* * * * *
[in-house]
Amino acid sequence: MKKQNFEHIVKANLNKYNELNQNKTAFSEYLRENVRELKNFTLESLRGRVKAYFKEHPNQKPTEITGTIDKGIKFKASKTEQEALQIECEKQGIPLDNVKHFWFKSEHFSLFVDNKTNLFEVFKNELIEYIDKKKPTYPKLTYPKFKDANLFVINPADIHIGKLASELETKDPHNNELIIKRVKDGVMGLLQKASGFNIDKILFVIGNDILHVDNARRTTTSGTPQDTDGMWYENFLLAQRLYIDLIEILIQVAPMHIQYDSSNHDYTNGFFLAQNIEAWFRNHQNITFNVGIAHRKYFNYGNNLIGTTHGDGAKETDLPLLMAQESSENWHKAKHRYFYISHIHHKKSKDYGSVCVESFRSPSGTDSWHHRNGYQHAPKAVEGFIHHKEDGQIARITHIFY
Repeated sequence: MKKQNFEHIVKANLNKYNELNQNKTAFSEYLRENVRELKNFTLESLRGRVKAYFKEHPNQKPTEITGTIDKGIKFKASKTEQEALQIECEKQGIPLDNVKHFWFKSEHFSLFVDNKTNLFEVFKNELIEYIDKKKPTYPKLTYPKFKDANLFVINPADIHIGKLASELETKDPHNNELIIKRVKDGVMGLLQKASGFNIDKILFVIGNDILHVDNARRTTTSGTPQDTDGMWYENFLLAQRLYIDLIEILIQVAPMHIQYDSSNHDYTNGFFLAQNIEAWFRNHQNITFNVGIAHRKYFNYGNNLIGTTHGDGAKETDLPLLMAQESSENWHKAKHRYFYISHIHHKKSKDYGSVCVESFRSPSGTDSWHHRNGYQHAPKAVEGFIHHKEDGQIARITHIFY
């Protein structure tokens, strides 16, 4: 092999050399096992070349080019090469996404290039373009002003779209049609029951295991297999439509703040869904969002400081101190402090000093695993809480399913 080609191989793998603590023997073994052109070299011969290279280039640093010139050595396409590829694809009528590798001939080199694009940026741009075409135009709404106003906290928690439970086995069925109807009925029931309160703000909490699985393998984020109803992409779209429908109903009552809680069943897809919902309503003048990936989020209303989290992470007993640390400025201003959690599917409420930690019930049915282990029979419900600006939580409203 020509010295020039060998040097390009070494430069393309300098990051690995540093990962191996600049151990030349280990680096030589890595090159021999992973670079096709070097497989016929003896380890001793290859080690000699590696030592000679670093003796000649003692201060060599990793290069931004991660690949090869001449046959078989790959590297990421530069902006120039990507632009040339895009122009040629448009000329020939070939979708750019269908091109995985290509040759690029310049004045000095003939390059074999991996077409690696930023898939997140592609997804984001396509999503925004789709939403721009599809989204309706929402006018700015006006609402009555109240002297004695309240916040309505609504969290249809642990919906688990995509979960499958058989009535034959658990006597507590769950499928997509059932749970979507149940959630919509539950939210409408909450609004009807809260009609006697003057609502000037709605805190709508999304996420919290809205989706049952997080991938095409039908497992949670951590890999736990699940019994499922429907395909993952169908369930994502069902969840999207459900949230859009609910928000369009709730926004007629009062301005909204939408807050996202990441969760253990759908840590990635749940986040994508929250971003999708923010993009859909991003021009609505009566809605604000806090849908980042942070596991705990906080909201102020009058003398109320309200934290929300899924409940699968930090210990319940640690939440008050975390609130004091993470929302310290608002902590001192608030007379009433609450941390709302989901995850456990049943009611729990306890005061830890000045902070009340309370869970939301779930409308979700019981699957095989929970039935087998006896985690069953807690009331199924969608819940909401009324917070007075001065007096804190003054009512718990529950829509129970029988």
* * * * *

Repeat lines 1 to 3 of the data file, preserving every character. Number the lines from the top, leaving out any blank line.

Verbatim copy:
[in-house]
Amino acid sequence: MKKQNFEHIVKANLNKYNELNQNKTAFSEYLRENVRELKNFTLESLRGRVKAYFKEHPNQKPTEITGTIDKGIKFKASKTEQEALQIECEKQGIPLDNVKHFWFKSEHFSLFVDNKTNLFEVFKNELIEYIDKKKPTYPKLTYPKFKDANLFVINPADIHIGKLASELETKDPHNNELIIKRVKDGVMGLLQKASGFNIDKILFVIGNDILHVDNARRTTTSGTPQDTDGMWYENFLLAQRLYIDLIEILIQVAPMHIQYDSSNHDYTNGFFLAQNIEAWFRNHQNITFNVGIAHRKYFNYGNNLIGTTHGDGAKETDLPLLMAQESSENWHKAKHRYFYISHIHHKKSKDYGSVCVESFRSPSGTDSWHHRNGYQHAPKAVEGFIHHKEDGQIARITHIFY
Repeated sequence: MKKQNFEHIVKANLNKYNELNQNKTAFSEYLRENVRELKNFTLESLRGRVKAYFKEHPNQKPTEITGTIDKGIKFKASKTEQEALQIECEKQGIPLDNVKHFWFKSEHFSLFVDNKTNLFEVFKNELIEYIDKKKPTYPKLTYPKFKDANLFVINPADIHIGKLASELETKDPHNNELIIKRVKDGVMGLLQKASGFNIDKILFVIGNDILHVDNARRTTTSGTPQDTDGMWYENFLLAQRLYIDLIEILIQVAPMHIQYDSSNHDYTNGFFLAQNIEAWFRNHQNITFNVGIAHRKYFNYGNNLIGTTHGDGAKETDLPLLMAQESSENWHKAKHRYFYISHIHHKKSKDYGSVCVESFRSPSGTDSWHHRNGYQHAPKAVEGFIHHKEDGQIARITHIFY